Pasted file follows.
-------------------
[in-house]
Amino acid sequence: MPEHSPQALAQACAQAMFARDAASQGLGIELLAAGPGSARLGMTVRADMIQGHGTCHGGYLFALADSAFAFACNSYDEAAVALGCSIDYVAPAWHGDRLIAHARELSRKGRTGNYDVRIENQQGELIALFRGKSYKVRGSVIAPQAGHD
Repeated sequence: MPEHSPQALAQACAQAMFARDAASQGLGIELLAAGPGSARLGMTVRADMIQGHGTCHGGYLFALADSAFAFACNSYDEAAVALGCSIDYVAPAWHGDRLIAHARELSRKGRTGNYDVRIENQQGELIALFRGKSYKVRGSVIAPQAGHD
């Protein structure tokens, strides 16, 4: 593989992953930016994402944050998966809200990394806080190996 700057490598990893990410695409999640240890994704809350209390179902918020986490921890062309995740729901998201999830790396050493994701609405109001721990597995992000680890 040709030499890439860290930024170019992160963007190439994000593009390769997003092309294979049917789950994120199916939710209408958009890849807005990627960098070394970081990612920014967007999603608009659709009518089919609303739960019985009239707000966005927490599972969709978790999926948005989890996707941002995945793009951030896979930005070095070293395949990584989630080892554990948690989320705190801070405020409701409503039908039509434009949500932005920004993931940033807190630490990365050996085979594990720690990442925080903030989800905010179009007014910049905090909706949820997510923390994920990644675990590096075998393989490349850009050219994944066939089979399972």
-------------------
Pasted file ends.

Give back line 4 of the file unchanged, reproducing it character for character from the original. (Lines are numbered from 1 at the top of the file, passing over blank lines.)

């Protein structure tokens, strides 16, 4: 593989992953930016994402944050998966809200990394806080190996 700057490598990893990410695409999640240890994704809350209390179902918020986490921890062309995740729901998201999830790396050493994701609405109001721990597995992000680890 040709030499890439860290930024170019992160963007190439994000593009390769997003092309294979049917789950994120199916939710209408958009890849807005990627960098070394970081990612920014967007999603608009659709009518089919609303739960019985009239707000966005927490599972969709978790999926948005989890996707941002995945793009951030896979930005070095070293395949990584989630080892554990948690989320705190801070405020409701409503039908039509434009949500932005920004993931940033807190630490990365050996085979594990720690990442925080903030989800905010179009007014910049905090909706949820997510923390994920990644675990590096075998393989490349850009050219994944066939089979399972």